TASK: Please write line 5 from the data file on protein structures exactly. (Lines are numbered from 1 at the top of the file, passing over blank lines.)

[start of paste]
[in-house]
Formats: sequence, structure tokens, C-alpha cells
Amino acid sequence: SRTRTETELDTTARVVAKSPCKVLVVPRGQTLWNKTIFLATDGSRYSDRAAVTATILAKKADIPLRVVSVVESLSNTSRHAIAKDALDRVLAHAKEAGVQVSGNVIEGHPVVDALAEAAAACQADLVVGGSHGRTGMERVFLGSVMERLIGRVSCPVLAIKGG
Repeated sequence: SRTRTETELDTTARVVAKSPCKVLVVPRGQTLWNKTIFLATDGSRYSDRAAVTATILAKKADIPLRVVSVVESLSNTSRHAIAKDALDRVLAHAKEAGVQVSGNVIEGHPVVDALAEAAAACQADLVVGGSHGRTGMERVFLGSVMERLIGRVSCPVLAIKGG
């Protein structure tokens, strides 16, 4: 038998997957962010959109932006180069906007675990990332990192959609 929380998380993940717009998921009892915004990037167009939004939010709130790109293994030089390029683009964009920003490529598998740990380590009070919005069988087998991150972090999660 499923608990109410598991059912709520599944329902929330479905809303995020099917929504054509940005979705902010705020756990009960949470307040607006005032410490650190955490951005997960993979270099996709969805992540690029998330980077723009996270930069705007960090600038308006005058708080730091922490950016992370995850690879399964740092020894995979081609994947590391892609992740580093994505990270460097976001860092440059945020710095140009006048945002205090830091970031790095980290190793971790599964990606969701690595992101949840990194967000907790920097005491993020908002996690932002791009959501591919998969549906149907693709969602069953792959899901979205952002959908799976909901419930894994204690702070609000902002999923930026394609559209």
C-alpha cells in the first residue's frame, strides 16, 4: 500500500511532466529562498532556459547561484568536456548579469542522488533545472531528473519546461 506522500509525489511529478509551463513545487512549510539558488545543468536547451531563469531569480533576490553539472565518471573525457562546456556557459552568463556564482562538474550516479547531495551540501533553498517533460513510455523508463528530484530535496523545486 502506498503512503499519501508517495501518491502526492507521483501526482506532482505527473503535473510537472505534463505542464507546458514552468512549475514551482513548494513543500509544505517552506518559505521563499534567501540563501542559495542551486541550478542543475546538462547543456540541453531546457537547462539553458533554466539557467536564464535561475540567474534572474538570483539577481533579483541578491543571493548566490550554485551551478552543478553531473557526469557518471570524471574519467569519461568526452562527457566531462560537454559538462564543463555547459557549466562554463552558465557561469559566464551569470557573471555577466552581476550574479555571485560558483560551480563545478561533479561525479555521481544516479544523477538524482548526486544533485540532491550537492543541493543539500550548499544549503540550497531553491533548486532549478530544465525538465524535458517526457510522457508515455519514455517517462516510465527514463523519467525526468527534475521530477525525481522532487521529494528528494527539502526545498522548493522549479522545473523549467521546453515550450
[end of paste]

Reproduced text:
């Protein structure tokens, strides 16, 4: 038998997957962010959109932006180069906007675990990332990192959609 929380998380993940717009998921009892915004990037167009939004939010709130790109293994030089390029683009964009920003490529598998740990380590009070919005069988087998991150972090999660 499923608990109410598991059912709520599944329902929330479905809303995020099917929504054509940005979705902010705020756990009960949470307040607006005032410490650190955490951005997960993979270099996709969805992540690029998330980077723009996270930069705007960090600038308006005058708080730091922490950016992370995850690879399964740092020894995979081609994947590391892609992740580093994505990270460097976001860092440059945020710095140009006048945002205090830091970031790095980290190793971790599964990606969701690595992101949840990194967000907790920097005491993020908002996690932002791009959501591919998969549906149907693709969602069953792959899901979205952002959908799976909901419930894994204690702070609000902002999923930026394609559209």